ICFUAE | International Campaign For Freedom in the UAE

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Dr Nasser Bin Ghaith charges, case adjourned

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Dr Nasser Bin Ghaith charges, case adjourned

Dr Nasser bin Ghaith appeared before the State Security Chamber of the Federal Supreme Court in Abu Dhabi on 2 May. His case has been adjourned until 23 May. He is a prisoner of conscience and faces charges relating solely to the peaceful exercise of his right to freedom of expression and association.

Dr Nasser bin Ghaith appeared before the State Security Chamber of the Federal Supreme Court on 2 May. This was his second court appearance since his enforced disappearance on 18 August 2015. During the court session Dr Nasser bin Ghaith raised the issue of his enforced disappearance and ongoing secret detention, as he had done at his previous hearing on 4 April. He told the court that over nearly eight months, UAE officials held him in secret detention and tortured him by both beating and depriving him of sleep. The judge dismissed these allegations and did not order an independent investigation into his allegations of torture and other ill-treatment. His case has been adjourned until 23 May.

Dr Nasser bin Ghaith faces several charges including: “committing a hostile act against a foreign state” in relation to comments he made on Twitter criticising the Government of Egypt; “posting false information in order to harm the reputation and stature of the State and one of its institutions” based on comments he made on Twitter stating that he had not been given a fair trial in the “UAE 5” case; “posting false information” about UAE leaders and their policies; “offensively criticizing the construction of a Hindu temple in Abu Dhabi and inciting UAE citizens against their leaders and government” in reference to a Twitter posting that he told the court had been misinterpreted and had been intended to promote tolerance. Finally, he is charged with “communicating and cooperating with members of the banned al-Islah organization” because of meetings he had with individuals who were tried in the “UAE 94” case; and with “communicating and cooperating with the banned Emirates Ummah Party”.


In November 2013 Dr Nasser bin Ghaith was invited by the Emirates Ummah Party to give a speech on Islamic economy to its members. Dr Nasser bin Ghaith has no formal affiliation to this party, which was designated by the UAE as a “terrorist organisation” in November 2014. On 1 May 2016 the Emirates Ummah Party announced that he had been named as the Chairman of the party. The family of Dr Nasser immediately issued a statement on his behalf refuting this announcement.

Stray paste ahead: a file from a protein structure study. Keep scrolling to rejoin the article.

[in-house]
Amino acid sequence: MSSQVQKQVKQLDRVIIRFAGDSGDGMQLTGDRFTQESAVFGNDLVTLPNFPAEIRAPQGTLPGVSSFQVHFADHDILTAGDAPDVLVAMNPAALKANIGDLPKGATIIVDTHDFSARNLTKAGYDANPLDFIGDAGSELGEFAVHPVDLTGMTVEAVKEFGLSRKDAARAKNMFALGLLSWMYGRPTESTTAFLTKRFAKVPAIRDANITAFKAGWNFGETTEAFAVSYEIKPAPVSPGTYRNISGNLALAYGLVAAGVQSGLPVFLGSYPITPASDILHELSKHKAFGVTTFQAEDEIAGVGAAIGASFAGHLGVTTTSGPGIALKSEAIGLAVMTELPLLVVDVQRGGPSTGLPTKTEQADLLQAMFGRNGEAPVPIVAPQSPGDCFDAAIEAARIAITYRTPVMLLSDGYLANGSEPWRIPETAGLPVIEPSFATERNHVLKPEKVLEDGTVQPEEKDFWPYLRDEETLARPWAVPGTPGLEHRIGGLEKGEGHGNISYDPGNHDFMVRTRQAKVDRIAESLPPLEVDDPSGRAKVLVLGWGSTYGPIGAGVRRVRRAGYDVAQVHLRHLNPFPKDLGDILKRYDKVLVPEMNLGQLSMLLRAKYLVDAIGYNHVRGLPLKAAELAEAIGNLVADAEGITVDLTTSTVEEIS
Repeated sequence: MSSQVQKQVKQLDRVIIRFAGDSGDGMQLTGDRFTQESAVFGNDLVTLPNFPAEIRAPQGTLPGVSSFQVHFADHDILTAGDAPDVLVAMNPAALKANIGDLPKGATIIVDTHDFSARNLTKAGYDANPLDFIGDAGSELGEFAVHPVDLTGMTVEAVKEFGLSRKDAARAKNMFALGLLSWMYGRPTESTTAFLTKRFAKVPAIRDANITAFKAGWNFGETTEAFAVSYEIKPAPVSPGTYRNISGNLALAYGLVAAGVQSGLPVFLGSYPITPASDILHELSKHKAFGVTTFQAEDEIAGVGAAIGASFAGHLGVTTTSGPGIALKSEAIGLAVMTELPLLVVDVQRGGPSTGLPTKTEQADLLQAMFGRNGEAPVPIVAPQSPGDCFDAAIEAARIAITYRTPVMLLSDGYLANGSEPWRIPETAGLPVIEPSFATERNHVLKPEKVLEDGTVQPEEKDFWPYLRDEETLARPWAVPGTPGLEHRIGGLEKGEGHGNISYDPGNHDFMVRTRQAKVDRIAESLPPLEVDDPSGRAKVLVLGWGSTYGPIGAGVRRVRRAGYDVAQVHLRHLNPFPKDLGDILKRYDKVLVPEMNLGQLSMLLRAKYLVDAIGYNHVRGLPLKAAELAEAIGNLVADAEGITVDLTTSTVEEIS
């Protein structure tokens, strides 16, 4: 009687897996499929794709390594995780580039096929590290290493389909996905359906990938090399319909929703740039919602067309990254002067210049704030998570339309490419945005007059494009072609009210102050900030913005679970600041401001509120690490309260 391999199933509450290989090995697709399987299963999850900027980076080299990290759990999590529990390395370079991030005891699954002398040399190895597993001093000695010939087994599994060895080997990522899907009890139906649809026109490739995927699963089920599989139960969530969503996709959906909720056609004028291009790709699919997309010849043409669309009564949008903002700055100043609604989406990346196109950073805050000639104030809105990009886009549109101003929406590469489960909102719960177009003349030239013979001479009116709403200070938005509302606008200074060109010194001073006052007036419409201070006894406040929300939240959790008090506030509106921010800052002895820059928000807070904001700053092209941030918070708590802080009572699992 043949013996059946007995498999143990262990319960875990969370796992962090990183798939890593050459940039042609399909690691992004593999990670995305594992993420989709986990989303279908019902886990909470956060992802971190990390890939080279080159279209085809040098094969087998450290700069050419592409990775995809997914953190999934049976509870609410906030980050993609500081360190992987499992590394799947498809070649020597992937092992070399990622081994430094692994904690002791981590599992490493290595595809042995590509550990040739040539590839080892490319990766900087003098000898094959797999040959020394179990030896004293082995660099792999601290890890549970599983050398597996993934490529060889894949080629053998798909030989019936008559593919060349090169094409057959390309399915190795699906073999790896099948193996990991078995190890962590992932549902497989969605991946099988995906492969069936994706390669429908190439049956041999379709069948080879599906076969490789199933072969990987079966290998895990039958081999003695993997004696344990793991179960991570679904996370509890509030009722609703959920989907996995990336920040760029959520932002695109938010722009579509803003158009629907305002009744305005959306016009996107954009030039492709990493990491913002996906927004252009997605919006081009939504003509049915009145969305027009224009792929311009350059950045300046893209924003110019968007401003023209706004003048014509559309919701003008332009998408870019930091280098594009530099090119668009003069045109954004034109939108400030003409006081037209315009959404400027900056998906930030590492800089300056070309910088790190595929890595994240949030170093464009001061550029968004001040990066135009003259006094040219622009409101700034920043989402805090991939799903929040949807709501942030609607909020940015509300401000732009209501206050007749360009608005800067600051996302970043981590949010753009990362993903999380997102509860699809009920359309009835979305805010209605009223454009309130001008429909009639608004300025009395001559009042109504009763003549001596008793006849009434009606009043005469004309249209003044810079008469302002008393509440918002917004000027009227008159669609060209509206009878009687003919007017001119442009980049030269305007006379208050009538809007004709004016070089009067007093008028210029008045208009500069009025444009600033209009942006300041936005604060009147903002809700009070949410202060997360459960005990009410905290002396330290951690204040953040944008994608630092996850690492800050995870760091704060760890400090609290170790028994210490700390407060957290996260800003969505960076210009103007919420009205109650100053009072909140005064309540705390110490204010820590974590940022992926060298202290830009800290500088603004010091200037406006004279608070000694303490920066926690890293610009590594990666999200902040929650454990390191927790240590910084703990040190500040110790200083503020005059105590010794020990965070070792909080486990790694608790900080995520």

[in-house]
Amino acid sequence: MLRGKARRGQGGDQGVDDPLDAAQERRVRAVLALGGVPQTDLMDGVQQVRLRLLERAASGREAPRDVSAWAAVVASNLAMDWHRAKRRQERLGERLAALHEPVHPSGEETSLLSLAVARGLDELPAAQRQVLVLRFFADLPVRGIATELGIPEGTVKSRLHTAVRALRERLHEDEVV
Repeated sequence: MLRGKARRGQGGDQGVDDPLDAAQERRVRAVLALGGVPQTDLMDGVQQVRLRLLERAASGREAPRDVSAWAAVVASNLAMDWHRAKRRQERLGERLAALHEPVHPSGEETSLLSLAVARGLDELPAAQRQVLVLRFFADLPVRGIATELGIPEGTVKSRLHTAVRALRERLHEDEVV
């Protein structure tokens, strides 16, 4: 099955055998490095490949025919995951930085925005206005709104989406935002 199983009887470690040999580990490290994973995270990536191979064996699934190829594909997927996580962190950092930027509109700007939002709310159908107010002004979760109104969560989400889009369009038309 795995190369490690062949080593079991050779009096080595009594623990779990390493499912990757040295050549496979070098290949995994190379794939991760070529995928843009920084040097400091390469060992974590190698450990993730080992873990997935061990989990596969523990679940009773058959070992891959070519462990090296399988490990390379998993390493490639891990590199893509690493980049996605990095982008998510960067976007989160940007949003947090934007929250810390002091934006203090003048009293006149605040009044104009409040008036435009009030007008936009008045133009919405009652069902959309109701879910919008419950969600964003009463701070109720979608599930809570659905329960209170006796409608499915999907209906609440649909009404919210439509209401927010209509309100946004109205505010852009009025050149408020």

During his detention, Dr Nasser bin Ghaith told his interrogators that the Ummah party had offered him the chairmanship of the party and that he had declined this offer. Amnesty International has reviewed a selection of Nasser bin Ghaith’s tweets prior to his arrest. Originally in Arabic, one is translated as follows, for example: “My stance against the system in Egypt doesn’t mean that I don’t wish progress and revival for the country, even under his leadership [Sisi’s]; it’s the opposite, because the system will disappear and Egypt will remain. #A mere clarification”. In another he states: “Fighting injustice is not a choice but an inevitable destiny, when it affects lives. #Rabiaa Square, the painful memory”. None of the tweets reviewed by Amnesty International advocated violence or hatred.

In 2011, Dr Nasser bin Ghaith and four Emiratis (known as the “UAE 5”) were tried for statements they had made on the UAE Hewar website, which was an online political discussion forum. The authorities prosecuted the men on charges of “publicly insulting” the UAE’s President, Vice-President and Crown Prince in comments posted on the online discussion forum. Amnesty International designated all five men as prisoners of conscience as the UAE unlawfully prosecuted them for exercising their legitimate right to free speech, thereby violating international human rights law. Amnesty International also stated that the case, having no legitimate legal or factual basis, was brought to suppress and/or deter political dissent and therefore the trial, including its basis and procedures, was fundamentally unfair. See:

In December 2011, the Secretary General of Amnesty International met with Nasser bin Ghaith. Since 2011, the UAE authorities have mounted an unprecedented crackdown on freedom of expression and association in the country. The space for dissent has shrunk and many people, both Emiratis and non-Emiratis who have criticised the UAE government, its policies, or the human rights situation in the country have been harassed, arrested, tortured, or subjected tounfair trial and imprisonment. The authorities have arrested, detained, and prosecuted more than 100 activists and critics of the government, including prominent lawyers, judges, and academics, on broad and sweeping national security-related or cybercrimes charges and in proceedings that fail to meet international fair trial standards. 

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